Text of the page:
Secret Life of an Expat: Speaking and Teaching
I used to be the biggest coward. I was terrified of standing up in front of other people. Of having the class stare at me when we had to do speeches in 7th grade. Of playing in violin recitals. But music was easier, I played in a youth orchestra and I loved being on stage with a hundred other kids, I was a small part of a bigger organism. If it was just me, standing there, a room or theater full of people waiting to hear what will happen: yech. Terrifying.
At the same time, a secret part of me wanted to be a theater person. I joined the drama club in ninth grade because all my friends were doing it. Every day we did theater exercises, games like freeze, where a few people acted out a scene, and you were supposed to yell “freeze” and jump into the scene and change it to something else. In a whole year I jumped in once. In our end-of-the-year play, I had a non-speaking role that walked onto the stage one time. And I was terrified. After that, no more theater, even though I sometimes looked longingly into the room where they rehearsed and built their sets. The idea of auditioning, and then acting for the world to see scared the pants off me, and I always wondered if I was missing out.
One day in grad school, our beloved drawing teacher brought in an improv coach for the day. He’s the kind of guy an office manager would hire to build teamwork skills amongst the employees. I had arrived early, as usual, and was able to tell the teacher and the acting coach that I had crippling stage fright and would just be watching. But by the end of the morning I was able to get up and play a role in one of the little scenes he had set up. My drawing teacher said, and I quote: “you were so terrified to act, but then you were the best actor there.” I wish I knew whether or not he was just being nice.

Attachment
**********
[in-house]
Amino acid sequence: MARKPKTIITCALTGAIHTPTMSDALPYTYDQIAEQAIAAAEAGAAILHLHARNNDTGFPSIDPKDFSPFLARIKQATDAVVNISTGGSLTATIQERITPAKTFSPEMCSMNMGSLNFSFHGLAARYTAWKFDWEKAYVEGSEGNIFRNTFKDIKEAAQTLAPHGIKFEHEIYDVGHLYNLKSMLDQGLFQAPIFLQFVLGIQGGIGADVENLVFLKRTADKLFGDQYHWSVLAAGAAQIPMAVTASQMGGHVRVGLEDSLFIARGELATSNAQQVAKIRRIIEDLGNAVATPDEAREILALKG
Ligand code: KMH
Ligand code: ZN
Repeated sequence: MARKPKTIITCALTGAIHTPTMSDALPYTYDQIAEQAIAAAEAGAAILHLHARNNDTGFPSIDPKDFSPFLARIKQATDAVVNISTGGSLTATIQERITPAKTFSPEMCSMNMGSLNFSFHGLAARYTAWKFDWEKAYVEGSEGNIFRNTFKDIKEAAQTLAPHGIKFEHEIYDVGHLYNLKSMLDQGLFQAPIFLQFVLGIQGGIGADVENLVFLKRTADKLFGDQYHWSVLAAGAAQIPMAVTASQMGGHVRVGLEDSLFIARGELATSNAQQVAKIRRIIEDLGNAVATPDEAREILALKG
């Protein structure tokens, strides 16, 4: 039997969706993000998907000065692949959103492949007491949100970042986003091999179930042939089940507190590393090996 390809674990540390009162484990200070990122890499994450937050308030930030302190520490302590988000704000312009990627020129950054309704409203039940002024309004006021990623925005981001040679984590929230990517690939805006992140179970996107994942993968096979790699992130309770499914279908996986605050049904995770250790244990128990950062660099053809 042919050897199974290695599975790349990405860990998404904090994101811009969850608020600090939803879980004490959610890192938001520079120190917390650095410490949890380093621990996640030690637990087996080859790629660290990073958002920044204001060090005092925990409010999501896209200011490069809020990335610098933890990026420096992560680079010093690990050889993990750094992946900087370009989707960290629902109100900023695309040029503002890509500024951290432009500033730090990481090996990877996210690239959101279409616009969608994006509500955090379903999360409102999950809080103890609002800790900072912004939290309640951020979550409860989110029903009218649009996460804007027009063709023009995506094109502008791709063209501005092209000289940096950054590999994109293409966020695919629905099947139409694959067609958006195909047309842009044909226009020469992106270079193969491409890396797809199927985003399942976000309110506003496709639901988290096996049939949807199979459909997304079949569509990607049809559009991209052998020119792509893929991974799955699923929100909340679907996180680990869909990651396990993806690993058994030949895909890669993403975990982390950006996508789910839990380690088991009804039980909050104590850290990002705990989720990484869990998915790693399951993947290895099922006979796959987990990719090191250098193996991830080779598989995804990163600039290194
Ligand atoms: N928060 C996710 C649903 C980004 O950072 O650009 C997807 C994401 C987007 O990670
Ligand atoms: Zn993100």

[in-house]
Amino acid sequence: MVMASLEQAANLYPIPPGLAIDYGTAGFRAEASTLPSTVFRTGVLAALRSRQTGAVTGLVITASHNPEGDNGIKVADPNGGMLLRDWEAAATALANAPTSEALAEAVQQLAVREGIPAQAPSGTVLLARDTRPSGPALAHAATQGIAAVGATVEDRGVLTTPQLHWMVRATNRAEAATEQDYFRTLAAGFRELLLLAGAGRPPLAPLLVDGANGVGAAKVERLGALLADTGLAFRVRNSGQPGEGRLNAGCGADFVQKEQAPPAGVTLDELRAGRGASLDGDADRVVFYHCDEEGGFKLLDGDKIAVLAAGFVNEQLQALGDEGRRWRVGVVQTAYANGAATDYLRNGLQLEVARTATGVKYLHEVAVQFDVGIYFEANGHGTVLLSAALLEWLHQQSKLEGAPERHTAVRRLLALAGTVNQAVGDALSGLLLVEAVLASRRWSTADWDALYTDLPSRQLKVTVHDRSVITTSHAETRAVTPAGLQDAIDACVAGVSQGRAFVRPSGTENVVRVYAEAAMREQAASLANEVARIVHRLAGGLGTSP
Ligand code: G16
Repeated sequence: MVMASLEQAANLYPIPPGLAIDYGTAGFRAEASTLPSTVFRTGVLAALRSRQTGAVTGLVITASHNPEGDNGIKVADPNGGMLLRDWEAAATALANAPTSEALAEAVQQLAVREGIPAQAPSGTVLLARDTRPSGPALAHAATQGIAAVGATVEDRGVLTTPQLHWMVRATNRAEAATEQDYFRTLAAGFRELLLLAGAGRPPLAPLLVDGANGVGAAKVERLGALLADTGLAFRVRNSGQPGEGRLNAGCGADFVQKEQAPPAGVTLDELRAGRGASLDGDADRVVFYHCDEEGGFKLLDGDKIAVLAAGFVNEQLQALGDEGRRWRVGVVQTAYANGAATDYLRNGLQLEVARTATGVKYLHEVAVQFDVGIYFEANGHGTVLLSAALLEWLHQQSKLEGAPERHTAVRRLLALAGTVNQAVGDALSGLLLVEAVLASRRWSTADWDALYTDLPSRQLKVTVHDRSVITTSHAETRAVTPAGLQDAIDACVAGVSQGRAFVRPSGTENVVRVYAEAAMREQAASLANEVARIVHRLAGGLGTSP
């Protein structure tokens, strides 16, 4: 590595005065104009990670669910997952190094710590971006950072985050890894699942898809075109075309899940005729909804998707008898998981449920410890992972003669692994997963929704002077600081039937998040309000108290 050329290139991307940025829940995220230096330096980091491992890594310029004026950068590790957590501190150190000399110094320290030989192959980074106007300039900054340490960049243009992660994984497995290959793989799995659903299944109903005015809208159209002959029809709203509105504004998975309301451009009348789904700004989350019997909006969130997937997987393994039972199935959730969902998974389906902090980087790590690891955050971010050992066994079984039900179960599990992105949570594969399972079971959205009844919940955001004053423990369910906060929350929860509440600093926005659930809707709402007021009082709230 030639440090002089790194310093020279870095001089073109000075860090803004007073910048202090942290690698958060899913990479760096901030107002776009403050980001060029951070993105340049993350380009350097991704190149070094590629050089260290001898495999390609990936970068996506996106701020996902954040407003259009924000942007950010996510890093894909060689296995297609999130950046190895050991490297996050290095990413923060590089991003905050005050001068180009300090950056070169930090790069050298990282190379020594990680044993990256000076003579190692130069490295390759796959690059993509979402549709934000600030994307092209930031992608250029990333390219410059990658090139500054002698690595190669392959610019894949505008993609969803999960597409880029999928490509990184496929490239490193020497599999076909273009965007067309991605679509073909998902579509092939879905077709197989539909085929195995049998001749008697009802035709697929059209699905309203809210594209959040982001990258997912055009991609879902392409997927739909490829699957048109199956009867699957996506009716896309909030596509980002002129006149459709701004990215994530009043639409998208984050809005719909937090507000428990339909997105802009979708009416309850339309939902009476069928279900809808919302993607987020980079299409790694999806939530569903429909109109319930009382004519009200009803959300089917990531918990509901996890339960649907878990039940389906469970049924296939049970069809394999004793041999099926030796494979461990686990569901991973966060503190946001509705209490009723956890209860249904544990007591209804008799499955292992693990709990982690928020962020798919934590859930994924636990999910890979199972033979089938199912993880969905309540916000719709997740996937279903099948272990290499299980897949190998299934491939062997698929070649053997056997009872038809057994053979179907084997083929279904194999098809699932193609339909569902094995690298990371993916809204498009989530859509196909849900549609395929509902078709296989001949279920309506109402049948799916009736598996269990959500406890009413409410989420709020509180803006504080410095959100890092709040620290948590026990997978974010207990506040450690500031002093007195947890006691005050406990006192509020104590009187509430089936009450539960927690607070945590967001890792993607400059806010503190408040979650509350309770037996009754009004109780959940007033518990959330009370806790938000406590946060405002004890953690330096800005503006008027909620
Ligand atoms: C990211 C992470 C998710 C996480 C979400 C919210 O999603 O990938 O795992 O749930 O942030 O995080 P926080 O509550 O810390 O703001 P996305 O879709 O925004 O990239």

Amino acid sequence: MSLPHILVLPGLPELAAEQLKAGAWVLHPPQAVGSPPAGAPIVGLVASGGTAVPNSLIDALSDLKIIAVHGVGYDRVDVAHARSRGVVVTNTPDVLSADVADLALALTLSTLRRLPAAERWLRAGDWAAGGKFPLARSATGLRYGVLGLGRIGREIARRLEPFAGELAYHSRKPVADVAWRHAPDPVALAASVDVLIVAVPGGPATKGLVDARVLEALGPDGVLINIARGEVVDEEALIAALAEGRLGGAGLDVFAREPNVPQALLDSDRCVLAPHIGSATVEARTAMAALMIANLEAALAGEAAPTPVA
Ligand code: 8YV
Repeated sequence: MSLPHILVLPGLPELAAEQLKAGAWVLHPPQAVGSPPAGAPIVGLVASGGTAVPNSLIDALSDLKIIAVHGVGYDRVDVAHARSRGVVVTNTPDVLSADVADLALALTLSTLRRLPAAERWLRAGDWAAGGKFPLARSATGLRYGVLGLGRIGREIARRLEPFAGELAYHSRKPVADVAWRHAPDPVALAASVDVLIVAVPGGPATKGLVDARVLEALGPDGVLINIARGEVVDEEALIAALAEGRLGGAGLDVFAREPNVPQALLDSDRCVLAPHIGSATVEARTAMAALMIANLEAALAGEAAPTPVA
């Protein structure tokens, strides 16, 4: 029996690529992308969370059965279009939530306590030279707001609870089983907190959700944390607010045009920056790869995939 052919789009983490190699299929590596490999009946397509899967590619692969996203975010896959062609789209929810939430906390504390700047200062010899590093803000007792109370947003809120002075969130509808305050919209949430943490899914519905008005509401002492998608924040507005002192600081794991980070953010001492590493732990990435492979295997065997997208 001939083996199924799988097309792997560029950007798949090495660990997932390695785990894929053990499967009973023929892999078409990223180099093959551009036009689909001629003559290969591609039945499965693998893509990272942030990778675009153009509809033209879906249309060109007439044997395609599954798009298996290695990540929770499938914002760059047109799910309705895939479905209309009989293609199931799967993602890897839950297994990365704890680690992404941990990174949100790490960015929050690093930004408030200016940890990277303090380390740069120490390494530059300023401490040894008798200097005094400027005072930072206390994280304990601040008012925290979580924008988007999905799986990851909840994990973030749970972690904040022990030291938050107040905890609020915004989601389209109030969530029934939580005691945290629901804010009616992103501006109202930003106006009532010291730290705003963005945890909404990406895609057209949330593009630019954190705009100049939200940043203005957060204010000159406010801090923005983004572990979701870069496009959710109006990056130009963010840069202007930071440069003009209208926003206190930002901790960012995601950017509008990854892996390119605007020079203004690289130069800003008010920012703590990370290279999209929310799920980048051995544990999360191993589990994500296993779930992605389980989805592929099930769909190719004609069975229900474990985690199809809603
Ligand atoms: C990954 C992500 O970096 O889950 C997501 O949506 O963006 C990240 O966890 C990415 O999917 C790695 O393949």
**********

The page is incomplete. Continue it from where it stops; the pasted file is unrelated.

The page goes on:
A series of public speaking requirements passed through my life. Events that other, more comfortable people, may not even recognize as difficult: reading poems at weddings, introducing myself on mic at a filmmakers party, getting married, and with each event I grew a little.
In spite of these tiny victories, when I recently got a job teaching Filmmaking at the American School of Paris Extension Program Summer Camp, I was terrified. I had done some assistant teaching and tutoring, but I’d never dealt with teaching kids. The thought of teaching always gave me the same wave of stage fright as the thought of acting, and I think a selfish part of me wasn’t ready to share knowledge that I wasn’t yet finished with. Everyone knows the term, “those who can’t do, teach,” and I didn’t want to be one of “those.” But now I know it’s different.
Teaching, at least my experience teaching, was not just me passing on information that I wasn’t good enough to use myself. It was me condensing and synthesizing the information I had garnered throughout my experiences, into something that I thought would be coherent and attractive to the students. I wanted the kids to get excited about filmmaking, to understand it and to learn the process so they had the knowledge and the power to make a film at home. And in the process of teaching them about it, I got excited too. In the last week when we taught them a little bit of animation (my favorite flavor of filmmaking), I found I was even more passionate.
I was amazed at how exhausting teaching for only 2 hours could be, and how I started to feel for the kids. I saw some of them caring, and some of them not caring, and I realized it was up to me as their teacher to guide them through. I learned so much from those five weeks, and now I feel like I can do anything.
Every little blip and bloop of public speaking that has passed through my life, playing the violin on a stage, reciting poems at friends’ weddings, reading my own writing on a stage at the West Hollywood Book Fair, being interviewed in front of a theater at a film festival, being forced into a surprise acting class when I thought I would be drawing, welcoming friends and family to our wedding, and now teaching kids, has helped me grow.Learning to face the fear that comes along with these events is where the growth comes from. I must accept that the steps leading up to public speaking may never change: I wish I could back out, I hear my cue, I walk forward and turn on the loud voice, my body wants to turn tail and run, but I do it anyway because I don’t have a choice. Then after a few minutes the fear subsides (a little) and it becomes (kind of) fun. Maybe I can be a theater person after all.